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Southland Tales opens with a boy’s birthday party being interrupted by the detonation of a nuclear bomb. It only gets wilder from there. Over the course of its 2 hours and 24 minutes, Southland Tales features a group of activists who try to combat police brutality with performance art, an ad where two cars have sex with each other, interdimensional travel, a scarred Justin Timberlake lip-synching to The Killers, an arms dealer (played by Christopher Lambert) who operates out of an ice cream truck that begins levitating in the movie’s climax and Wallace Shawn as a sadistic Marxist with an affinity for ornate robes. Those are but a fraction of Southland Tales’ eccentricities. It’s a deeply strange, specific, arguably incomplete film. It's alienated many, but won the everlasting loyalty of some. It’s easily the most ambitious thing writer/director Richard Kelly has ever worked on. Yet, for all its deep weirdness and the increasingly apocalyptic tone it takes, Southland Tales is perhaps most unsettling when normality slinks in alongside its fever dream.
The detonation of nuclear weapons on US soil naturally has dramatic consequences. Mass surveillance becomes openly public and perpetual in the form of a system called USIdent. Violent hardline Marxism experiences a major resurgence. Armed soldiers patrol public places and watch over drunken revelers with high-powered sniper rifles, authorized to shoot troublemakers on sight. World War III is ongoing, covered in regular updates through various news services. The draft is back in force. The American flag is posted and flown everywhere, as though its image could be a band-aid for the world’s ever increasing and exponentially multiplying calamities. Southland Tales’ America is a dystopia.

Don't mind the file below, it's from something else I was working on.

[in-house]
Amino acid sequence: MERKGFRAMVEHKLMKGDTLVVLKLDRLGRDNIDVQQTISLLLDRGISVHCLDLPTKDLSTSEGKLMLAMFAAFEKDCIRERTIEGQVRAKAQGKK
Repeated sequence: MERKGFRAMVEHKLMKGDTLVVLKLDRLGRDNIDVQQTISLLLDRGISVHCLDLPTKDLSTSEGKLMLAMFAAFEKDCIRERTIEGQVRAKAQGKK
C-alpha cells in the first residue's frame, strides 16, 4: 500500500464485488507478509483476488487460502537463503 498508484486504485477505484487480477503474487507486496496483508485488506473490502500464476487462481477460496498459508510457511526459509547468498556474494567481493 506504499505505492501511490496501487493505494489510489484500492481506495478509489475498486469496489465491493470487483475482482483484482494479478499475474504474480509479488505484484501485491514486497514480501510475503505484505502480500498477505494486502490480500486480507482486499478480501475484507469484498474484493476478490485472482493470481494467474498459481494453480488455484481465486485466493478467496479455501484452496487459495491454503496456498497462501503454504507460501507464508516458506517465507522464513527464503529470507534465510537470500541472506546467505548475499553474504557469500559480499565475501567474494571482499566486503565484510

The scariest thing about Southland Tales is the way it makes its horrors and paranoia normal within its world. USIdent’s operators are sadistic creeps, and they slake their need for cruelty in an office, behind desks. The organization’s head (Miranda Richardson) sits in her chair, surrounded by monitors displaying an ever-rotating barrage of surveillance footage, and she snacks on chips as she orders people killed. When people are inevitably shot in the street, panic and fear still take hold and crowds scatter. But the rifle emplacements and the armed patrols haven’t left Los Angeles’ streets barren and doors shuttered. The boardwalk snipers cover is packed to the gills. A tourist trap bar (with a Karl Marx themed dropbox in its bathroom) is hopping with happy drinkers, and they greet a would-be assassin pulling out a collapsible staff and dramatically twirling it with mild surprise rather than alarm.